Movie Review: 'Dallas Buyers Club'

Matthew McConaughey plays Ron Woodroof, an HIV sufferer who acquires illegal drugs in "Dallas Buyers Club."

Marijuana isn’t the only illegal drug people join buyers’ clubs to purchase. Turns out, draconian anti-drug laws and regulations, capricious bureaucrats and outrageous prices have forced people diagnosed with HIV and AIDS into similar situations.

Based on a true story dating back to 1985, Jean-Marc Valle's Dallas Buyers Club stars an incredibly emaciated Matthew McConaughey as Ron Woodroof, a Texas native and rodeo worker, initially homophobic and angry, who's in hot denial that he could be diagnosed with a disease he associates with homosexuals. Once he actually calms down a bit and begins to research the facts, Ron realizes, in a tearjerking scene, that due to his wild lifestyle of free sex and tons of drugs, he put himself in a category of extreme risk for infection; he accepts the truth of the matter and begins seeking a way out. When Ron discovers he can't obtain the AZT they tell him he needs, he begins looking for a source, eventually finding himself conferring with a U.S. doc in Mexico, whose license to practice medicine was revoked for his unorthodox theories and treatments of HIV in the States, but simultaneously educates Woodroof on the fact that AZT, particularly in large doses, is more toxic, and even deadly to the human body, than the HIV/AIDs it’s supposed to be attacking and curing.

Ron and his new partner Rayon (portrayed by the equally impressively transformed Jared Leto) begin an extremely beneficial, under-the-table buyers club to supply the drugs they manage to bring into the U.S. from Mexico, China and other countries - drugs that are not yet even regulated by the FDA. The Feds do everything in their power to stop Ron and Rayon from successfully helping all the patients who come to them in desperate need. Yet the patients never lose faith in Woodfroof and his efforts to help them when the system has completely failed to do so, allowing these ostracized, deathly ill people at least a while longer on the planet to enjoy what life they have left.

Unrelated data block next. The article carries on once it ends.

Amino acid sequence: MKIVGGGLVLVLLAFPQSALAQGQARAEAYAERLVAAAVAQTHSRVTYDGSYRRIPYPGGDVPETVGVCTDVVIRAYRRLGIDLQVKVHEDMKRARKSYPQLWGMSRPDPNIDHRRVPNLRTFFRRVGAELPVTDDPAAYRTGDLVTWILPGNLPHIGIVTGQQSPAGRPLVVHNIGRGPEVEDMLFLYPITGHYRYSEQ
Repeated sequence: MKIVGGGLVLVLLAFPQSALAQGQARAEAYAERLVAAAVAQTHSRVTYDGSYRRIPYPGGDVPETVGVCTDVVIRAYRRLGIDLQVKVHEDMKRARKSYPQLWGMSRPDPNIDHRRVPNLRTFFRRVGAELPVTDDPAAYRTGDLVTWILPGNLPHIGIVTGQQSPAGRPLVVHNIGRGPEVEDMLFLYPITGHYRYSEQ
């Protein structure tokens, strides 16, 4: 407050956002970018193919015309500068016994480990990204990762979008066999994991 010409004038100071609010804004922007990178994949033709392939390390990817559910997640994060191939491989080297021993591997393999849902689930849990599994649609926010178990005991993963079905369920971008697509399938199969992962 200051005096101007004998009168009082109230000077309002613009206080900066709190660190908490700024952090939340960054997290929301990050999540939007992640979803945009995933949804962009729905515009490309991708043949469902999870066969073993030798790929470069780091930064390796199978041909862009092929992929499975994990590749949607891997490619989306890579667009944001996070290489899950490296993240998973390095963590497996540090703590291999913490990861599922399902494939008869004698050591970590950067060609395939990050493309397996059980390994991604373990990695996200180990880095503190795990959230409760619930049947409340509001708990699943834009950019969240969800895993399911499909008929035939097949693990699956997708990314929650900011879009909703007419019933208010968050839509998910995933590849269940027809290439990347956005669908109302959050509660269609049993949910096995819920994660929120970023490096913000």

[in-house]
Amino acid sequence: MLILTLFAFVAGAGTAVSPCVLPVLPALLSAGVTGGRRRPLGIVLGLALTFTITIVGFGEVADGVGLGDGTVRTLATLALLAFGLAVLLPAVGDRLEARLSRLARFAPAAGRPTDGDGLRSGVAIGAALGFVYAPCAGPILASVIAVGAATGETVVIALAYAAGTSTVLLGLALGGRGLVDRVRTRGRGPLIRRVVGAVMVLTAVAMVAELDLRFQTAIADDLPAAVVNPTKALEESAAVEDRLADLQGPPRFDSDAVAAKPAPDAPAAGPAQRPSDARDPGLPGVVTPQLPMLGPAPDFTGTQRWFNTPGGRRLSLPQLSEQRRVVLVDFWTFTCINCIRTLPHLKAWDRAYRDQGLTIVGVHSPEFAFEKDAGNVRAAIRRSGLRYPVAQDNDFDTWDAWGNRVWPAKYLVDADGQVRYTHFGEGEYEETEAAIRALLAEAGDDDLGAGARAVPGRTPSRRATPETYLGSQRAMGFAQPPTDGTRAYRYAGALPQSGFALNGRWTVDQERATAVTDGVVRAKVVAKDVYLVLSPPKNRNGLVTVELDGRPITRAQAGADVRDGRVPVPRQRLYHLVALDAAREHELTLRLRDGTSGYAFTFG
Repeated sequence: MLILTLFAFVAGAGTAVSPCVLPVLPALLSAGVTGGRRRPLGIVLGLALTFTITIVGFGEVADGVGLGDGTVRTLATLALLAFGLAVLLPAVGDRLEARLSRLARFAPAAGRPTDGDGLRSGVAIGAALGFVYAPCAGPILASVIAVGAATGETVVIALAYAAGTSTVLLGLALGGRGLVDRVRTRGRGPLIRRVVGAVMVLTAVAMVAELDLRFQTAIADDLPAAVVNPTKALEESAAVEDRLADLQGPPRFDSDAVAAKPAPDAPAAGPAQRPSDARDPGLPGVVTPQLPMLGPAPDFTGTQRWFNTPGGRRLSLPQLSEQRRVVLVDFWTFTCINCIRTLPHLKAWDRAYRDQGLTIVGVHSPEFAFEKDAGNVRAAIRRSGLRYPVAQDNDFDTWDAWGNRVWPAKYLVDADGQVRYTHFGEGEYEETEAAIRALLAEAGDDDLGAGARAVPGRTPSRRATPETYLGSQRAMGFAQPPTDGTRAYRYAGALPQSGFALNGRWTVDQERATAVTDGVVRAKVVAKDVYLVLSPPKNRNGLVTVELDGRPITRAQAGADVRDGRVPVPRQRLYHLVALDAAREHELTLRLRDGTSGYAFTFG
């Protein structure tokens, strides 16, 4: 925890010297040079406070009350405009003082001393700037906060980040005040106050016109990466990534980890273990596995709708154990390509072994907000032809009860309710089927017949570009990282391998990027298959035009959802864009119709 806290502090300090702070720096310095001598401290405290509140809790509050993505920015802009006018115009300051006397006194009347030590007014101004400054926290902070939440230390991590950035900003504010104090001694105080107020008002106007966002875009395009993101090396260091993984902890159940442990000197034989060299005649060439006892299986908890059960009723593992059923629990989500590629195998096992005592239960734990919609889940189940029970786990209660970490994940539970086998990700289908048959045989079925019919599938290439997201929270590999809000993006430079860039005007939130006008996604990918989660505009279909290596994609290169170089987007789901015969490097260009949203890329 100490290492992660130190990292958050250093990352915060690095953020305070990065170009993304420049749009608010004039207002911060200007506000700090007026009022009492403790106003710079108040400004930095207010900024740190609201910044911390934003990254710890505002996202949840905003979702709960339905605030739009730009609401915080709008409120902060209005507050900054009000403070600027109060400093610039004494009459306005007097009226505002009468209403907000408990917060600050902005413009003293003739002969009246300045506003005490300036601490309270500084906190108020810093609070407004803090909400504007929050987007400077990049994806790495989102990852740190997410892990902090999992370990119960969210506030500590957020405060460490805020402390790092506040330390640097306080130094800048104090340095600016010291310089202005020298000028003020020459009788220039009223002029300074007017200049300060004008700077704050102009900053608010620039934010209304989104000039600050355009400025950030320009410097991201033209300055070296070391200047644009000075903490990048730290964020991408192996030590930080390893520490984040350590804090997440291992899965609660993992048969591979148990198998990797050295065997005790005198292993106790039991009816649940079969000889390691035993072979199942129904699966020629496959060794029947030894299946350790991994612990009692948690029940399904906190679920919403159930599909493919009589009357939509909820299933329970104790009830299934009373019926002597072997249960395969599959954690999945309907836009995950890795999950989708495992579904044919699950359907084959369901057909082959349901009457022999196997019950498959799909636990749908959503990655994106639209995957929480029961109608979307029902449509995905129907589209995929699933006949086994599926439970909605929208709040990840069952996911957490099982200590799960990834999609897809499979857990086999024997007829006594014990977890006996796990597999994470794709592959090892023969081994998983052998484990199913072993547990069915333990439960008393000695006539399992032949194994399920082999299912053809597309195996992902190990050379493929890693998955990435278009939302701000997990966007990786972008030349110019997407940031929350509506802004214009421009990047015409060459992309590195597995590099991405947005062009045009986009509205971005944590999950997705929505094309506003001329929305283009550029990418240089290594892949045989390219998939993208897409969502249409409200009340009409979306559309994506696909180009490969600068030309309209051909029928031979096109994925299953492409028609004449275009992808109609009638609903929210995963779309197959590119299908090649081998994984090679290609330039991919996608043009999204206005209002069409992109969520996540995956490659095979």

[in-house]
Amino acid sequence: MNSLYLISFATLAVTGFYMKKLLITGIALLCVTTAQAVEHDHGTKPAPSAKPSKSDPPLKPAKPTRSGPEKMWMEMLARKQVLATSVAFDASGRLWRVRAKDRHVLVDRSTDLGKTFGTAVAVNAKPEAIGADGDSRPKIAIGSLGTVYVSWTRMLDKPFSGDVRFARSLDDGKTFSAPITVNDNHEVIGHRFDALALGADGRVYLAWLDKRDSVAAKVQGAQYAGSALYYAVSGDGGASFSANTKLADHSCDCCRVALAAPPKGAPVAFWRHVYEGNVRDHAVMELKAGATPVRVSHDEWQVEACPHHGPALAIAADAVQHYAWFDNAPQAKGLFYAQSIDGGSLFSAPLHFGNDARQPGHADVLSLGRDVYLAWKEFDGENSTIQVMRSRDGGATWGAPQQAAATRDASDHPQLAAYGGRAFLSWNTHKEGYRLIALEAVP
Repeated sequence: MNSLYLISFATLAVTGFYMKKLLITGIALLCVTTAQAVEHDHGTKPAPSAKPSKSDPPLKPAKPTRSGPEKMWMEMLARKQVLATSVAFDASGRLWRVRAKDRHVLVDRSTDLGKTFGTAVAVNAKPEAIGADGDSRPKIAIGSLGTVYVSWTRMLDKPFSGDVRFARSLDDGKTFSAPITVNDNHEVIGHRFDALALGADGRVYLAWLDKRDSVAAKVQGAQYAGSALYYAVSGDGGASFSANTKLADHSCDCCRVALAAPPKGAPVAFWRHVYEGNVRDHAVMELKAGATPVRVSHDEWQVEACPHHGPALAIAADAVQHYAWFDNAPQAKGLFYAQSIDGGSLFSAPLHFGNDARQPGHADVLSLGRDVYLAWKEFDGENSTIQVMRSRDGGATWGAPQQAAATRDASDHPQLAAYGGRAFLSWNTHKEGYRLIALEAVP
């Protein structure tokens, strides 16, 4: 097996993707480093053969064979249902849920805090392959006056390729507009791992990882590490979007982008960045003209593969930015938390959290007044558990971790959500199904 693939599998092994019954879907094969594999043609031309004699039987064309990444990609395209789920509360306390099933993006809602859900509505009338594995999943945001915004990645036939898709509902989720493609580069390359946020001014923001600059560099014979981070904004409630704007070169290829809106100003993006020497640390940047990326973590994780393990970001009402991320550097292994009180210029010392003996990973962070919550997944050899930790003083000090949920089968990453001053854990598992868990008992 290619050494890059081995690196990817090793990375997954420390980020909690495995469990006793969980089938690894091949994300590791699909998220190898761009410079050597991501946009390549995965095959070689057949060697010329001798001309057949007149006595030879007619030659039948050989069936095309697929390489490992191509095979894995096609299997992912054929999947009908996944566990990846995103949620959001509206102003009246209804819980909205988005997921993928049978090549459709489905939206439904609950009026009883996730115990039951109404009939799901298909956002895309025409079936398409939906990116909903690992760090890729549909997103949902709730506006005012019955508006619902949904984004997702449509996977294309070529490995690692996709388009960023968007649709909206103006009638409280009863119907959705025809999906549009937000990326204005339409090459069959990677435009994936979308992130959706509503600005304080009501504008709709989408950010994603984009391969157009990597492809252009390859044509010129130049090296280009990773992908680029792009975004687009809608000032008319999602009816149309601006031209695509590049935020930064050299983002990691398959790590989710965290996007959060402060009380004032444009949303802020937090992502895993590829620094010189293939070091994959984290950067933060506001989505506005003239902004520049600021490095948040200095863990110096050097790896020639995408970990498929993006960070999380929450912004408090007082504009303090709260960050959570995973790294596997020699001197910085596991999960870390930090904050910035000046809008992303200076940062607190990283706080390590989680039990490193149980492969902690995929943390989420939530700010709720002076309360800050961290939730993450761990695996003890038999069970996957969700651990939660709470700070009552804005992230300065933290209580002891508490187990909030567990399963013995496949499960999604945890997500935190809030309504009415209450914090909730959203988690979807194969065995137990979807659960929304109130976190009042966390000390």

This is definitely one of McConaughey’s better performances to date, and the same for Leto. Catch this moving inspirational film at your earliest convenience, making sure to get your more homophobic, undereducated friends and acquaintances to sit through it with you. Dallas Buyers Club is a great start, and an even better tool, to help break down some boundaries.

Preston Peet

Preston Peet

Editor of "Under the Influence, the Disinformation Guide to Drugs," former editor of, and writer of numerous articles around the globe.